This documentation is not applicable to VLF-ONE
You can add instance level security to the Framework by modifying the IIP avCheckInstanceAuth. For example if we take the employees business object in the demonstration system, the same user can be authorized to different commands depending on the employee selected. This can be used to strengthen security or to make the Framework security conform to your site's standards. It can also be used to alter the behavior of filters or command handlers for particular users and particular business object instances.
The IIP routine receives an identifier for the business object and an identifier for the command (In both cases the identifier is the user object name / type parameter which can be viewed on the identification tab sheet for the business object or command), the user profile, and the identifying keys for the business object instance.
(A special case is if avCheckInstanceAuth is invoked by a filter. In this case no identifier for the command is specified).
See the source of UF_SYSTM, method avCheckInstanceAuth, for details.
The IIP routine could be changed to do something like FETCH a security record for this user profile, business object, command, and business object instance. Based on this security record it can return OK or ER.
The IIP routine returns a result as OK or ER. When the Framework is run in a mode other than design, the Framework will evaluate the IIP routine for each business object instance, and automatically display or hide the commands appropriate to that business object instance and user.
The security of the avCheckInstanceAuth IIP routine is additive with the Framework security - If the Framework's security says that the user is not authorized to the object (application/business object/command reference), OR the IIP routine says that the user is not authorized to the command for that instance of the business object, the command won't be displayed for that user.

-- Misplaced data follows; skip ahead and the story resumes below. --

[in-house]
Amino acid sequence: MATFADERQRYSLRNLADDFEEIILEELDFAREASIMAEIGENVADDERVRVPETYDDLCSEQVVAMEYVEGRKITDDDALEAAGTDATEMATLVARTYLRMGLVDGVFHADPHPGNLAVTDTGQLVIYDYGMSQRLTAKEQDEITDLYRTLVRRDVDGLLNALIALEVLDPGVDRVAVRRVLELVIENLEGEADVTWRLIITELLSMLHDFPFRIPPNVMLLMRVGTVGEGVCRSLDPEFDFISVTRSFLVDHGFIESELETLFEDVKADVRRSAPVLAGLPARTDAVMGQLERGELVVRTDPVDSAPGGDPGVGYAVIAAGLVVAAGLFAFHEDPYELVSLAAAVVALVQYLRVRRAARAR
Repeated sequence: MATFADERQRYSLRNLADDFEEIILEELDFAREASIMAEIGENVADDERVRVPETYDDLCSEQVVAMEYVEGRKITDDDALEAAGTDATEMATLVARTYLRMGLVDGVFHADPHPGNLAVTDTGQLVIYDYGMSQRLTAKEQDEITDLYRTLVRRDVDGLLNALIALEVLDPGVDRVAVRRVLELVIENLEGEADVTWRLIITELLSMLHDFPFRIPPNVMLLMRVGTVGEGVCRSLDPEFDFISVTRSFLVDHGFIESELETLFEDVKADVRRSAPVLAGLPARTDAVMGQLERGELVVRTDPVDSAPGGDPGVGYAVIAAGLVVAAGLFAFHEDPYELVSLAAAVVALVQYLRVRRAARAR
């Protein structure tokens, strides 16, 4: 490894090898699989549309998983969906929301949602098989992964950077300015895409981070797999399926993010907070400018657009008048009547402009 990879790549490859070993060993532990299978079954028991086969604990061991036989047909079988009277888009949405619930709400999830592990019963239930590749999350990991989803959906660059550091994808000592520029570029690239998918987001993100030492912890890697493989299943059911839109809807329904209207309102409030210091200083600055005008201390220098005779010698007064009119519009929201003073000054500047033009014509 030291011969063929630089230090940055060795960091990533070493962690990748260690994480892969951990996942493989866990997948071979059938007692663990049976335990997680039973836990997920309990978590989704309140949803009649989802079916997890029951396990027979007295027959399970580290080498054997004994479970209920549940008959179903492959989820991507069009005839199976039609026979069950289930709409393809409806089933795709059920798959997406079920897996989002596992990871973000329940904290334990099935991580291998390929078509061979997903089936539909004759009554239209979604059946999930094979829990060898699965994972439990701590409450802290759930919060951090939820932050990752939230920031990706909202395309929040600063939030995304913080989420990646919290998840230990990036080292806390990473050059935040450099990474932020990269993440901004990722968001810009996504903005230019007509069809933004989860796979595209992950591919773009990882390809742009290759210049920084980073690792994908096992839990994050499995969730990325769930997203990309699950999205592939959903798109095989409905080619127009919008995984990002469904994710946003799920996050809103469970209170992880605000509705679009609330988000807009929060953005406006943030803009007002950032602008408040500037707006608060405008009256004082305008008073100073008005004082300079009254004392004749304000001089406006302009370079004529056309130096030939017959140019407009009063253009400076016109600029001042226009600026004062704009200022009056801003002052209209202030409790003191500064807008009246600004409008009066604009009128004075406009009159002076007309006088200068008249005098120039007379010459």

If you want to, you can access avCheckInstanceAuth from the code in your filters and command handlers, and alter their behavior based on the returned "additional information parameter".
When you invoke avCheckInstanceAuth from a filter you are validating the instance of the business object (for any command). Based on the return code and the additional information parameter the filter could decide (for example) which of the data selected from the database should get added to the instance list.
When you invoke avCheckInstanceAuth from a command handler you are validating a command reference (a Framework/application/business object - command combination) for a particular business object instance. For the command to be available for this business object instance, the IIP routine must have returned OK for this command reference and business object instance, but it could also return the additional information parameter. The command handler could use this parameter to allow (instance by instance) some users to edit all fields while restricting other users to work with a reduced set of fields, or view only access.